The twenty four hour news cycle is filled with constant and consistent regurgitation. Americans peep and peck at the beak of the all American newscaster, preferring to have information gathered and digested for them. We consume in tiny little bits at regular intervals like a baby bird being nurtured in the nest of international news without ever bothering to spread our wings. Just as with actual digestion, a little bit of bile is often the result of this process. One of our favorite by products of this process this summer? The constant obsession with the economy and/or the recession.
Now of course defining a recession is pretty cut and dried, but that doesn't leave much to fill the gaping maw of America's desires. Because if we can't consume things we must consume content. We often wonder that if in attempting to keep up appearances, as the beloved Simon Doonan points out in his piece on dressing during a recession, we as the fashion content industry has gone completely overboard in our efforts to sate the appetites of our constituency. We know you aren't buying as much, we aren't buying as much either.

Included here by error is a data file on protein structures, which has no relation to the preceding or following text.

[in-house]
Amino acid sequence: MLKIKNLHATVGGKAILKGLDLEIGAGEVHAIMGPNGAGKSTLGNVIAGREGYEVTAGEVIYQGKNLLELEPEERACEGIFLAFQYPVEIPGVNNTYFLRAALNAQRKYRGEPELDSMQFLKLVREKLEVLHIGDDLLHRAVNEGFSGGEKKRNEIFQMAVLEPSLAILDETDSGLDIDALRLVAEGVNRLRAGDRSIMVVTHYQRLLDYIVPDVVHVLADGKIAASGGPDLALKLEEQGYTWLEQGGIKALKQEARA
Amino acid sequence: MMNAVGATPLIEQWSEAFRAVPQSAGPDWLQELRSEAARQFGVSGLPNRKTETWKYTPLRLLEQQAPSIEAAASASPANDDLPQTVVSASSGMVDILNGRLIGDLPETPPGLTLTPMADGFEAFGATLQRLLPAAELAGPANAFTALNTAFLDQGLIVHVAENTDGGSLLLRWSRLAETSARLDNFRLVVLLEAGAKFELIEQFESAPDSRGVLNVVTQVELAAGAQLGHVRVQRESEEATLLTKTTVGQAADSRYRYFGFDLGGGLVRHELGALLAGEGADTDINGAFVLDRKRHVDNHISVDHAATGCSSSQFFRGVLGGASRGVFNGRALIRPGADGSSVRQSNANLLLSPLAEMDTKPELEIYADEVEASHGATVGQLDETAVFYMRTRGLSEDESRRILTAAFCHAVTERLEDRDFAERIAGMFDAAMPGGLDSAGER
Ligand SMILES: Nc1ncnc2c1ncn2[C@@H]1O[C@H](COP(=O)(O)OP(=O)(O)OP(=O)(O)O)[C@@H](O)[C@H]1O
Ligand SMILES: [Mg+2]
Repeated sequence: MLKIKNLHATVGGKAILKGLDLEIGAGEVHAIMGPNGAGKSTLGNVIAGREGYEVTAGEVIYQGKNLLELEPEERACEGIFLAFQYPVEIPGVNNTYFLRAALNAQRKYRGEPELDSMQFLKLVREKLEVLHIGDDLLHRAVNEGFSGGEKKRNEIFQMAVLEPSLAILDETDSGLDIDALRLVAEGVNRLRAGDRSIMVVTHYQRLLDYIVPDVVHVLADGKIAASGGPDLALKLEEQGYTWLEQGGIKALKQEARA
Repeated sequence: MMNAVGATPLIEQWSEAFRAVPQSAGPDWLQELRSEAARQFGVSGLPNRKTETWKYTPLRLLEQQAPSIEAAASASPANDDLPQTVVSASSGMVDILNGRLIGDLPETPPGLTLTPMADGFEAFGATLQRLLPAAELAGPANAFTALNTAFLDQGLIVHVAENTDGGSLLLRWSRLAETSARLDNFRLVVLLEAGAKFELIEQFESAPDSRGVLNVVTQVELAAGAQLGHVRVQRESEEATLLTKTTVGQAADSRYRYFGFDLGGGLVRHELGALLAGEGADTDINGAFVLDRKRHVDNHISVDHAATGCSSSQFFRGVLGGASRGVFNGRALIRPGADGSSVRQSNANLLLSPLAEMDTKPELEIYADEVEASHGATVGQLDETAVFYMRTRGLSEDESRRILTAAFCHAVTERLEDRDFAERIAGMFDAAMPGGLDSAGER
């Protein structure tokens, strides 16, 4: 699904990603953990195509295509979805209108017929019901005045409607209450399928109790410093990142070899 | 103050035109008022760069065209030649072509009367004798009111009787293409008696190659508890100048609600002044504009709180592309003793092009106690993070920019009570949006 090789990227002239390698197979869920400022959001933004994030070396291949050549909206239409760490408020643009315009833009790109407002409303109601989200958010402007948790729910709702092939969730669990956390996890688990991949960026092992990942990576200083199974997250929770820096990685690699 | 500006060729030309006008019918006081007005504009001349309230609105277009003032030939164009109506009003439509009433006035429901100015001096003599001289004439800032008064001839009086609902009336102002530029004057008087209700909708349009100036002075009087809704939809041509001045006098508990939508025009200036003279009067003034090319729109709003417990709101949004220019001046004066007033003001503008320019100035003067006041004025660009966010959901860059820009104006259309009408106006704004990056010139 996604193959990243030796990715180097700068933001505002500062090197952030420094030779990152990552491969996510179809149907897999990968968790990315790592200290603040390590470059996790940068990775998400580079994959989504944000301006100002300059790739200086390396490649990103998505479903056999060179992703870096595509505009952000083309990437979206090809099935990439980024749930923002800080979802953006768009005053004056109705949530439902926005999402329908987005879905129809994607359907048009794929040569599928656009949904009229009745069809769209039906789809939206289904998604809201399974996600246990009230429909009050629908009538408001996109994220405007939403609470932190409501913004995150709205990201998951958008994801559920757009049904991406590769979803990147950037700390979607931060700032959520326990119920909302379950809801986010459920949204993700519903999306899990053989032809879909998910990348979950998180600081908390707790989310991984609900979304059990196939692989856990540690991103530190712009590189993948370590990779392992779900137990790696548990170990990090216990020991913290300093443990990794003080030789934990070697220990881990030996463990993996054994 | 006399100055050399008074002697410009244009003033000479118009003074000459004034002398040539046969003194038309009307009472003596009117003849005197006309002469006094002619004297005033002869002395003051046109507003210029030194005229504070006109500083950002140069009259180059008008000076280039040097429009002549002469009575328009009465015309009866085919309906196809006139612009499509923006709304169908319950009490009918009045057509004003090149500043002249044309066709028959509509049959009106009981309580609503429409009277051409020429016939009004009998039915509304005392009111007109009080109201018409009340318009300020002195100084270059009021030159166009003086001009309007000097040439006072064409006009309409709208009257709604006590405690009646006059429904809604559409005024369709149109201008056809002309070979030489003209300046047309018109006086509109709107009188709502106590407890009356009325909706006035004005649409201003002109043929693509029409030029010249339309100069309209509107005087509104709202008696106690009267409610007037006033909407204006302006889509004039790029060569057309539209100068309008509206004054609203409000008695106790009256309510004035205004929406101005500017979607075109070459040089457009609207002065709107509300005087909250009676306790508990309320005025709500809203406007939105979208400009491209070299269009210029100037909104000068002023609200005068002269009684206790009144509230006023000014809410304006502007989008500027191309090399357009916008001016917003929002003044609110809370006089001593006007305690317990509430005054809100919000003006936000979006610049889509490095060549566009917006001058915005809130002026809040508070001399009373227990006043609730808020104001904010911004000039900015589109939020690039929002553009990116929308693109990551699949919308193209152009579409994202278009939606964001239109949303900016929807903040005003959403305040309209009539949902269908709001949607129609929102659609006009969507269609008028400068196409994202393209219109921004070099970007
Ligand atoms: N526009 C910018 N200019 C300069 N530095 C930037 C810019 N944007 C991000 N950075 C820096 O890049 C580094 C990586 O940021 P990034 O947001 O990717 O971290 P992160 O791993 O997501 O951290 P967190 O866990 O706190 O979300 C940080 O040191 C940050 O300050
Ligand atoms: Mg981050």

Thus we continue to supply useful pieces on consuming no matter how large our debt to China grows. Instead of consuming products you consume ever more useful pieces of content on fashion. We show you how to shop online, or how to avoid sample sale madness. We are complicit in the ever growing obsession with constantly consuming, no matter what the product. And you know what? We are going to keep doing it.
In the rat race of online publishing we must constantly polish the rhetoric of consumption such that you are always wondering what new and digested manner of shopping we will provide to you next. In fact, we already have a new series in mind that makes use of the kitschy buzzwords of the recession content watch (we are going on staycation folks), but we just wanted to let you know that we are aware. Even our hyper vigilant efforts to remain aloof from the other yammering folks churning out content online (no boring ogling of persons of non-note for us) are not immune from the process of constant product. So we have to at least admit that we know we are doing it too.